The Erie County Legislature’s Republican-aligned majority Thursday stalled on a proposal to hire 37 new Child Protective Services workers, despite a consensus that the workers are urgently needed to handle burgeoning caseloads.
During the same Legislature session, lawmakers unanimously approved a $5 million road repair plan that includes hiring 10 additional workers in the county’s Highway Division.
Democratic critics said it showed that lawmakers in the majority caucus might care more about roads than protecting the lives of endangered children across the county.
County Executive Mark C. Poloncarz, speaking at a news conference after the Legislature meeting, said, “It makes me wonder whether they’re prioritizing roads and potholes over protecting children. I certainly hope not, because if that’s the case, it sends a really bad message to the people of this community.”
Legislature Chairman John J. Mills, R-Orchard Park, insisted that the majority caucus was not going to provide the Poloncarz administration with a blank check without first having all their questions addressed about the plan by Social Services Commissioner Carol M. Dankert-Maurer.
“We don’t believe in blank checks. We’ve got to vet this thing just like we did with the road projects,” he said.
Mills said Dankert-Maurer left many questions open during her appearance at a June 3 special hearing held by the Legislature’s Health and Human Services Committee. He said that hearing was lawmakers’ first exposure to the commissioner’s 49-page plan to revamp Child Protective Services.
Rather than approve the plan Thursday, Mills said, the committee will hold another hearing at noon next Thursday, when lawmakers will have another opportunity to further question Dankert-Maurer on her plan, and, possibly, approve her request immediately afterward.
The proposal would add three new CPS teams to the 17 that currently exist, and introduce 12 new part-time investigator positions, all in an effort reduce caseloads that currently average more than 50 per worker. The administration’s plan aims to reduce that to the state-recommended level of 15 cases per worker.
The high caseloads have led to backlogs in CPS, which some have blamed in a spate of abuse cases under investigation by CPS since 2012 that resulted in several children dying at the hands of their parents or caregivers. The most recent was on May 14, when 8-year-old Jacob T. Noe was stabbed to death, allegedly by his mother, in their North Buffalo apartment. A caseworker had been scheduled to check on Jacob’s welfare on the day he died.
His murder followed the death of 5-year-old Eain Clayton Brooks, allegedly at the hands of his mother’s boyfriend last September, and the death of 10-year-old Abdifatah “Abdi” Mohamud at the hands of his stepfather in April 2012.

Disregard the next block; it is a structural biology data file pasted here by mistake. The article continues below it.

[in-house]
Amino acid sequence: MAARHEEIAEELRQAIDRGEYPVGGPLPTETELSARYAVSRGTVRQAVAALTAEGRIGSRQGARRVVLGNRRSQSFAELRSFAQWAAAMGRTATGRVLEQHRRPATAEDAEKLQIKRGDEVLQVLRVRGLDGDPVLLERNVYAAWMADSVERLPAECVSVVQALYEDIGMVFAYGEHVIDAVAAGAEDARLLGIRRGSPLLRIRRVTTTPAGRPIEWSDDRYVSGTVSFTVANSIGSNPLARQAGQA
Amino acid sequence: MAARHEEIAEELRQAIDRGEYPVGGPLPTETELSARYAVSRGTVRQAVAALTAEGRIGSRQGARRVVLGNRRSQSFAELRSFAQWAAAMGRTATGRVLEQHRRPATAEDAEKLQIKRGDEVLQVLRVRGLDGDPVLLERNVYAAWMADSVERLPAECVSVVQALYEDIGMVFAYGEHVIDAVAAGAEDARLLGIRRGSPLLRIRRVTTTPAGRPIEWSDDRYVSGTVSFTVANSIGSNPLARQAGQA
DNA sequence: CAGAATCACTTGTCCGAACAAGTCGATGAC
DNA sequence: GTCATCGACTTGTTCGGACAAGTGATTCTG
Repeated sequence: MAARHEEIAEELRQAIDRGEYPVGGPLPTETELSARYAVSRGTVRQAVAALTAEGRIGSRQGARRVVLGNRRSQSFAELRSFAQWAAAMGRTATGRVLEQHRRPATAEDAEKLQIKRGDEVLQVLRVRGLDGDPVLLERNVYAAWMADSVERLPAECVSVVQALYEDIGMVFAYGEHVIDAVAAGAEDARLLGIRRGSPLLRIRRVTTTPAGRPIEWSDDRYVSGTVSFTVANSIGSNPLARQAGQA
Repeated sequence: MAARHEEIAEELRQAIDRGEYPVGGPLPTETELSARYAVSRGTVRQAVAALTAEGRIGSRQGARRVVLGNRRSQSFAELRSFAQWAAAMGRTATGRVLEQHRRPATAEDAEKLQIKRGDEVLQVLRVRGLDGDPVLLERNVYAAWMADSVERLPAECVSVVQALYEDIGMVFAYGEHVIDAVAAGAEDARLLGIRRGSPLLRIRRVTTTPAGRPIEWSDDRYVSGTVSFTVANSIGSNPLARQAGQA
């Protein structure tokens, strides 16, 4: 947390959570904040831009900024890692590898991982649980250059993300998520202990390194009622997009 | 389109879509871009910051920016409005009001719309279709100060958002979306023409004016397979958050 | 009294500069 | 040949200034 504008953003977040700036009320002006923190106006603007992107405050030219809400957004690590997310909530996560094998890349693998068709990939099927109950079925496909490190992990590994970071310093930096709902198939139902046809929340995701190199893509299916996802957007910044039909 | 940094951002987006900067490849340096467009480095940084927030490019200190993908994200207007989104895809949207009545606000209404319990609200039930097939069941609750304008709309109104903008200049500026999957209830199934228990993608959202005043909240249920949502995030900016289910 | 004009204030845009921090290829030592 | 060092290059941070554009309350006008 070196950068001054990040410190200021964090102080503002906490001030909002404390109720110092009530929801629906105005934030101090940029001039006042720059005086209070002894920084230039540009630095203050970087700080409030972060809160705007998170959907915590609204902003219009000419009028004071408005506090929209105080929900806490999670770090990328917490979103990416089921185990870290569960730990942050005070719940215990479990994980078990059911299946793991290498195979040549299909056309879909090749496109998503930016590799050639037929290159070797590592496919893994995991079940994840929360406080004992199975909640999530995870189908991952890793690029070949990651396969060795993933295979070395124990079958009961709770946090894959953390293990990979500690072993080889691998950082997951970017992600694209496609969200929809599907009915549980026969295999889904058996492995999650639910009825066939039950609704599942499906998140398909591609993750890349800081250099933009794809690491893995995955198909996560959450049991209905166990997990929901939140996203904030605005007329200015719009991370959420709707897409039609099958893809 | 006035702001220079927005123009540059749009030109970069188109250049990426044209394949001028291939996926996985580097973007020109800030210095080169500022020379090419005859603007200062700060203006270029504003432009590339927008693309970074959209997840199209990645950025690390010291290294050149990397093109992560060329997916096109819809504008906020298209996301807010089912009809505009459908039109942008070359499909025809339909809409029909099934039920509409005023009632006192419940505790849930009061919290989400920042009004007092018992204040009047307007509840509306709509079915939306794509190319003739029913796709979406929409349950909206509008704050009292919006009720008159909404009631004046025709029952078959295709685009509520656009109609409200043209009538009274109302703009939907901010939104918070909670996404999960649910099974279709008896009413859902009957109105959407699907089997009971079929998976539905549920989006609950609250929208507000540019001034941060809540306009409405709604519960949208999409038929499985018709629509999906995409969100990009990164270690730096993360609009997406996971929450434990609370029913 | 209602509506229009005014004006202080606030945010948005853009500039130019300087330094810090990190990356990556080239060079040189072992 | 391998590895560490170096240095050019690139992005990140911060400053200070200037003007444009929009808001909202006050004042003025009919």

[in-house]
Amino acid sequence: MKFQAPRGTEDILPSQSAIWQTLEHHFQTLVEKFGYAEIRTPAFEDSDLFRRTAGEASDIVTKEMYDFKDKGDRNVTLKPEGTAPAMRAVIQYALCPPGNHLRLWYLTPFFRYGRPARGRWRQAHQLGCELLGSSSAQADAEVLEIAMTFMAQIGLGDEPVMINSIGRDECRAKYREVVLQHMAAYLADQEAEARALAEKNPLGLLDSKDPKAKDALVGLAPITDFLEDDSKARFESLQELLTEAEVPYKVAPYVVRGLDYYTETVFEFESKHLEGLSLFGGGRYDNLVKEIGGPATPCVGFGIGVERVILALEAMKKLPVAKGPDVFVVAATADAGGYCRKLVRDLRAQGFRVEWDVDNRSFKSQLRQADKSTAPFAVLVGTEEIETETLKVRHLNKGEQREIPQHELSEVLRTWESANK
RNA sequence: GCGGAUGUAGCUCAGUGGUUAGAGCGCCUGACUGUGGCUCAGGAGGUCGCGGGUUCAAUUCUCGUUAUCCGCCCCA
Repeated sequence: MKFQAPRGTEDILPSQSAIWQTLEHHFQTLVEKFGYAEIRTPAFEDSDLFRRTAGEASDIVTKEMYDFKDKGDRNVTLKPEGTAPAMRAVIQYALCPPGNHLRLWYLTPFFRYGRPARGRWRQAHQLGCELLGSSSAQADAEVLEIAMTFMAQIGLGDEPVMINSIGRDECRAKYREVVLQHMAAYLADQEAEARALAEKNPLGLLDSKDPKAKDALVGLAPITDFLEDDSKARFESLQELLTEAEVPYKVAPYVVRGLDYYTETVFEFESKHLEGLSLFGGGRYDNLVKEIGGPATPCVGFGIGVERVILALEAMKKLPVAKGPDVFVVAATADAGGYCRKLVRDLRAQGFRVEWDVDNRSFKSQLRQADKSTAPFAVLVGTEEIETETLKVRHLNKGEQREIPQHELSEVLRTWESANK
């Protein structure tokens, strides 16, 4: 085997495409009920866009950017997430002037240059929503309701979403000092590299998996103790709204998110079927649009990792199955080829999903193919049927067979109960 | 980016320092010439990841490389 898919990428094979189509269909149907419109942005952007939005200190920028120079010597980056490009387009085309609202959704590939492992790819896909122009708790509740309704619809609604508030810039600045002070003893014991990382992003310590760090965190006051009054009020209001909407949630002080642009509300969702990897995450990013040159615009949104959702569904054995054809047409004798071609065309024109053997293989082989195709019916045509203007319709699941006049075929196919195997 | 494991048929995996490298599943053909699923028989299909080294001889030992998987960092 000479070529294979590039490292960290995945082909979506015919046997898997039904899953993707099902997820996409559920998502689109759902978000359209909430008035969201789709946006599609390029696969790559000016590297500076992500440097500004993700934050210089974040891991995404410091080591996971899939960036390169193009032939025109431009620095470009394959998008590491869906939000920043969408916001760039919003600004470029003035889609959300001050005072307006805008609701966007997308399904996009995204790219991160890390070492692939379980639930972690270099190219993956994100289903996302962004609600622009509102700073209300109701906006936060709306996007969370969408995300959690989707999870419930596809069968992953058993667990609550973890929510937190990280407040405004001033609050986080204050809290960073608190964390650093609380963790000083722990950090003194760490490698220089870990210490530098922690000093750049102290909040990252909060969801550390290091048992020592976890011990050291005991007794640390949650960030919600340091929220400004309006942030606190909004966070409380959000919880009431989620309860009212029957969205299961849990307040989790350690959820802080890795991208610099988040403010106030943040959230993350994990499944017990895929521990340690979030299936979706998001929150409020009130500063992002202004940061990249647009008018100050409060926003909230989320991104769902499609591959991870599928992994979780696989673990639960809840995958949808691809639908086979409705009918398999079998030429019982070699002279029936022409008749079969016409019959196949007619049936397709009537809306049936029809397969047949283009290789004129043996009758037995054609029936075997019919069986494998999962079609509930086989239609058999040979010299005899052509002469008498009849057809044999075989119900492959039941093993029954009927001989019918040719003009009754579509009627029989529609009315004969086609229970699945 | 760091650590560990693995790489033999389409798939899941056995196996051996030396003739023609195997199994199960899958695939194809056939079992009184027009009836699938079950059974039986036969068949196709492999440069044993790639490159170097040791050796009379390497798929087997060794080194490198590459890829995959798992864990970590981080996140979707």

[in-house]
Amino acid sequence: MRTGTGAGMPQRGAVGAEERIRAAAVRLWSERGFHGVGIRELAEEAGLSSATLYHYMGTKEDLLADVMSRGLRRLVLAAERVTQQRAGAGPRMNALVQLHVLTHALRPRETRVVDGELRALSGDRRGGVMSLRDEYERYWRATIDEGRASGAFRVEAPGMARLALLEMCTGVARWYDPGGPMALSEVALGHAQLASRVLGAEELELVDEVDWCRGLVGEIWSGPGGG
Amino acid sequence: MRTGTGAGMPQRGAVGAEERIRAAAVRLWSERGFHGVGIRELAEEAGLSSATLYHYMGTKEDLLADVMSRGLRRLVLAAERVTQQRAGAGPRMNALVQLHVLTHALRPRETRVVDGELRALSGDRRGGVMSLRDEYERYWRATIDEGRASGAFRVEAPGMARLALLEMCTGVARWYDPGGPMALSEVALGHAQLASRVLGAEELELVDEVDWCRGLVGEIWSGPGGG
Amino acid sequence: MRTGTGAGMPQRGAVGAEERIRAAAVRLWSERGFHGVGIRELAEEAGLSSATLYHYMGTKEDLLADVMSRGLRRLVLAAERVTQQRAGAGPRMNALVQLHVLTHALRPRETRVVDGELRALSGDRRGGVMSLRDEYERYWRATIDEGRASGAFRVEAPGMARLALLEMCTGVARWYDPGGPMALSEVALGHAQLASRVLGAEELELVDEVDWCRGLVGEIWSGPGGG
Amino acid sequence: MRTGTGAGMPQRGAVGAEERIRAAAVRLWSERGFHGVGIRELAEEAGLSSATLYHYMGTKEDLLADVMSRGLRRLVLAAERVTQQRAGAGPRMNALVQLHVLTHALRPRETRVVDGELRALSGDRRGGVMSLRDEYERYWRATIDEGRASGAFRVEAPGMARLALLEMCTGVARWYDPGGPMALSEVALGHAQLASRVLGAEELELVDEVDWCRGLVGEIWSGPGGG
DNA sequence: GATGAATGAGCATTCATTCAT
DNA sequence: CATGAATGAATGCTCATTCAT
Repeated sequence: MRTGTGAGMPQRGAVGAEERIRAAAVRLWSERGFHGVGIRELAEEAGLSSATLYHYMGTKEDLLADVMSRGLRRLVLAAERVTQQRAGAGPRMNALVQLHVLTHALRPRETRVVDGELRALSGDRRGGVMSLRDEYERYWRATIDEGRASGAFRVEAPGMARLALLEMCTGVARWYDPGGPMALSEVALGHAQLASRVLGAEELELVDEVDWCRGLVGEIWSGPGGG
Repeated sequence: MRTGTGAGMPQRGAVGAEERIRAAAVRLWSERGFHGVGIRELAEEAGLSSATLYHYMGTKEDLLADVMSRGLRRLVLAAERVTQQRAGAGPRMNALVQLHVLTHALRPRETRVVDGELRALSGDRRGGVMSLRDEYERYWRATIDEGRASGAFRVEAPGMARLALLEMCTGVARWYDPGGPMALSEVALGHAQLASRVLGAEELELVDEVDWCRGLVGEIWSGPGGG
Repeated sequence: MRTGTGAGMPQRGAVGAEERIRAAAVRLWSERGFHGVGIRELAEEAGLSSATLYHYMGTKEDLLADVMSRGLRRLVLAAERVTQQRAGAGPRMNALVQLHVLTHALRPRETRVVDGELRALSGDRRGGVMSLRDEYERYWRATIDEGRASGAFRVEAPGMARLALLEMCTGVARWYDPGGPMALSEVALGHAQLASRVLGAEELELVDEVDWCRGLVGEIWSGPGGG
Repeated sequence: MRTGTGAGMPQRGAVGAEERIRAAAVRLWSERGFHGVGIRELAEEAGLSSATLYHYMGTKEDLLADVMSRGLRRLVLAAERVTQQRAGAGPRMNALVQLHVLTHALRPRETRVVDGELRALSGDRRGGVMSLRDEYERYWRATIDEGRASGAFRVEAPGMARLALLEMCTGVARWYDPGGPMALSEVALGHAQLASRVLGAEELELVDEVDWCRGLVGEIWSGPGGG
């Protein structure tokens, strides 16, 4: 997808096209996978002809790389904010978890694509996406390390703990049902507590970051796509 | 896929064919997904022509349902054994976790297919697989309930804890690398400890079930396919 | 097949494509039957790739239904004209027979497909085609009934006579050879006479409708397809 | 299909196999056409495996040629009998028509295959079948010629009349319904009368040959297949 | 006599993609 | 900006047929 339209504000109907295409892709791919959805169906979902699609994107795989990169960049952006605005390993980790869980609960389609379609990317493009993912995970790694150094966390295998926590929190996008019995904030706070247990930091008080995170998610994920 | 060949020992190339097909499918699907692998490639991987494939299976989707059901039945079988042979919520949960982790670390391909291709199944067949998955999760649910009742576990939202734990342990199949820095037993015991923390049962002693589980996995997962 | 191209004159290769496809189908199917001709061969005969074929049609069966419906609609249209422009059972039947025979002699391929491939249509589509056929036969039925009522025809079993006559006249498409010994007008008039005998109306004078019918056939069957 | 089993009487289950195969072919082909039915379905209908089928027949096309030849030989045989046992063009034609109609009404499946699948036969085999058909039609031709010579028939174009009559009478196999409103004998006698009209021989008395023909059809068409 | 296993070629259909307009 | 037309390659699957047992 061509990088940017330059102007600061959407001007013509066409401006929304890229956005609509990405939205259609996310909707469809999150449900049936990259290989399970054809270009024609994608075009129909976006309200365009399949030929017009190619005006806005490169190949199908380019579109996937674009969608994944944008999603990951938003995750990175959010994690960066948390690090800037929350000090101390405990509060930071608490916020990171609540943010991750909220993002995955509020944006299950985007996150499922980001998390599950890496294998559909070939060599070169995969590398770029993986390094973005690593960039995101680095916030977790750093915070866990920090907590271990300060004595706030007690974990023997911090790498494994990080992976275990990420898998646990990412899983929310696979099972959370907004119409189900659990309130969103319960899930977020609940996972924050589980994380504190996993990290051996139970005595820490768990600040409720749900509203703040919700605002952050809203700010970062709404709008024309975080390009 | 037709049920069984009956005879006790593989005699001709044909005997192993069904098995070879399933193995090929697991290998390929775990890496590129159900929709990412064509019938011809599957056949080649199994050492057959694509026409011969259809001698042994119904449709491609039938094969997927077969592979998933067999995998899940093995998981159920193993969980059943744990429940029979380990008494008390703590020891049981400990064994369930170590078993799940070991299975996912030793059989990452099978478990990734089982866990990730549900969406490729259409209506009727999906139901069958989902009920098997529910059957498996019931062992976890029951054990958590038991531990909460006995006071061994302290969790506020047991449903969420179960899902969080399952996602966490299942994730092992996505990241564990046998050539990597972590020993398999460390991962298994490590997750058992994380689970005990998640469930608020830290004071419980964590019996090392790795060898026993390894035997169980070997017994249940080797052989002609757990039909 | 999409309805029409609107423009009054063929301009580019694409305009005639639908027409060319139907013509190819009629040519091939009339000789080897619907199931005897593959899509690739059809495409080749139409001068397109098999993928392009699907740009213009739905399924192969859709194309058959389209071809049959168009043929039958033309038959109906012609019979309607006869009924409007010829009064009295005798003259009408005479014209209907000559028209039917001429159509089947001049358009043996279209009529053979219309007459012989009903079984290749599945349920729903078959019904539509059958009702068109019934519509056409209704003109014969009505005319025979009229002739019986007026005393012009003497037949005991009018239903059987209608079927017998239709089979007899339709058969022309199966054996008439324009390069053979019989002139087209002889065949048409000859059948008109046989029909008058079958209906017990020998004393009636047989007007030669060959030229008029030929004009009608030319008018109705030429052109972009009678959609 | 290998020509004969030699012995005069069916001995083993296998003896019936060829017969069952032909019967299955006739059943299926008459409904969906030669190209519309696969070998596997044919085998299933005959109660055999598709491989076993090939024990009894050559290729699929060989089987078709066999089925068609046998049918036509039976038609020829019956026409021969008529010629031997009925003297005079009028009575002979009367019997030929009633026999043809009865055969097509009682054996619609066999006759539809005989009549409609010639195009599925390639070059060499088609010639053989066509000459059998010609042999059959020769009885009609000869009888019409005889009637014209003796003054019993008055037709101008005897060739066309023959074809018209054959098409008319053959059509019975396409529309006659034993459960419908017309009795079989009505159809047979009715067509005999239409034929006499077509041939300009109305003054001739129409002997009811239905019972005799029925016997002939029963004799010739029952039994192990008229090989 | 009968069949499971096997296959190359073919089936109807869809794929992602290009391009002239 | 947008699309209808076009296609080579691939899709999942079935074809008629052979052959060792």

Following those two deaths, the then-Democratic majority in the Legislature approved an administration request to restructure the Social Services Department that involved hiring six additional CPS caseworkers and introducing three new management positions. Republicans balked at adding the managers, preferring to hire nine caseworkers instead, but the Democrats prevailed.
“The Legislature, in general, is for adding the positions, (but) we have a lot of questions about how we go forward,” Mills said, “because last fall we approved some positions that was supposed to take care of the problem in CPS. It did not. It caused more problems.”
Meanwhile, Poloncarz insisted that lawmakers’ questions were answered at a luncheon he hosted for the majority caucus less than two hours before Thursday’s session of the Legislature.
“There were a number of some really pointed questions, which we answered,” Poloncarz said. “Some of the legislators appeared to have actually reviewed the proposal. I’m not certain every single one of them did.”
Mills said Dankert-Maurer was not at the luncheon meeting to answer questions, which is why the majority caucus wants to take up the issue in committee again next week. Poloncarz said Dankert-Maurer had a prior engagement and was not asked to be present at the luncheon. However, he said, Dankert-Maurer’s second deputy commissioner, Sharon L. Rochelle, was a more than adequate surrogate. Until last winter, Rochelle worked for the state Office of Children and Family Services reviewing the county’s CPS measures.
“So this is the expert when it comes to Western New York Child Protective Services, and they didn’t even want to ask her a question,” Poloncarz said.
Earlier, during Thursday’s Legislature session, Minority Leader Betty Jean Grant, D-Buffalo, verbally sparred with Majority Leader Joseph C. Lorigo, C-West Seneca, over the majority’s reluctance to sign off on the CPS proposal while lawmakers were poised to unanimously approve allocating $5 million in surplus funds for additional road repairs and hiring the 10 new workers. “I strongly support fixing roads and bridges, but I’m also a strong supporter of fixing children’s lives,” Grant said. “CPS needs those jobs as soon as possible.”
Lorigo insisted that Grant was out of order to bring up the CPS proposal when the majority had already agreed the matter was going to committee. Afterward, Grant accused the majority of acting with politically motivation.
At his news conference, Poloncarz said it was apparent to him that a majority of GOP-aligned lawmakers wanted to approve the CPS proposal, but were persuaded by Mills and Lorigo to stall on the plan.
“I’m disappointed,” Poloncarz said of the delay.
The administration wants to begin hiring new CPS workers by July 1. Mills said that approving Dankert-Maurer’s request by next Thursday will not interfere with the administration’s timeline for revamping CPS.